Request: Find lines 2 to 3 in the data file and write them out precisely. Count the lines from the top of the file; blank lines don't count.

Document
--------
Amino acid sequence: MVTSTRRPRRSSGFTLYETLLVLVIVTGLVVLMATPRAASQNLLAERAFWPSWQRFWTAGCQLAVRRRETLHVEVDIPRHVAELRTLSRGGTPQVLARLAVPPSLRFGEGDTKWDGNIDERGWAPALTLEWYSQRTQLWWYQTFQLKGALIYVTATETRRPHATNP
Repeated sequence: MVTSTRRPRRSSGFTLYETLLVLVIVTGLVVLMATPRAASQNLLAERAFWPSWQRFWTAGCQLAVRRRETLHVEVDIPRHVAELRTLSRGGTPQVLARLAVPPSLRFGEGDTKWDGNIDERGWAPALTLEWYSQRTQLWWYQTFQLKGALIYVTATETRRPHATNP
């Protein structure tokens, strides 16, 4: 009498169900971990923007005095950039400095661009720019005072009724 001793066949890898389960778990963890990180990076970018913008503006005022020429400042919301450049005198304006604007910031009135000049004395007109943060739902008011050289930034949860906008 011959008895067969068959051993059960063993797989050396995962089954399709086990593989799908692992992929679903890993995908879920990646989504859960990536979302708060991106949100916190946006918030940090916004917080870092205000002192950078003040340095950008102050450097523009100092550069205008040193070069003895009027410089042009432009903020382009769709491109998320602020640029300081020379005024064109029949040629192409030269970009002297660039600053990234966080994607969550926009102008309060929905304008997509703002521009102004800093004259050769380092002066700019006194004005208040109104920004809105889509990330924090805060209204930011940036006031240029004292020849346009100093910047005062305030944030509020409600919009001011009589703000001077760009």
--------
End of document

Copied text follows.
Repeated sequence: MVTSTRRPRRSSGFTLYETLLVLVIVTGLVVLMATPRAASQNLLAERAFWPSWQRFWTAGCQLAVRRRETLHVEVDIPRHVAELRTLSRGGTPQVLARLAVPPSLRFGEGDTKWDGNIDERGWAPALTLEWYSQRTQLWWYQTFQLKGALIYVTATETRRPHATNP
């Protein structure tokens, strides 16, 4: 009498169900971990923007005095950039400095661009720019005072009724 001793066949890898389960778990963890990180990076970018913008503006005022020429400042919301450049005198304006604007910031009135000049004395007109943060739902008011050289930034949860906008 011959008895067969068959051993059960063993797989050396995962089954399709086990593989799908692992992929679903890993995908879920990646989504859960990536979302708060991106949100916190946006918030940090916004917080870092205000002192950078003040340095950008102050450097523009100092550069205008040193070069003895009027410089042009432009903020382009769709491109998320602020640029300081020379005024064109029949040629192409030269970009002297660039600053990234966080994607969550926009102008309060929905304008997509703002521009102004800093004259050769380092002066700019006194004005208040109104920004809105889509990330924090805060209204930011940036006031240029004292020849346009100093910047005062305030944030509020409600919009001011009589703000001077760009």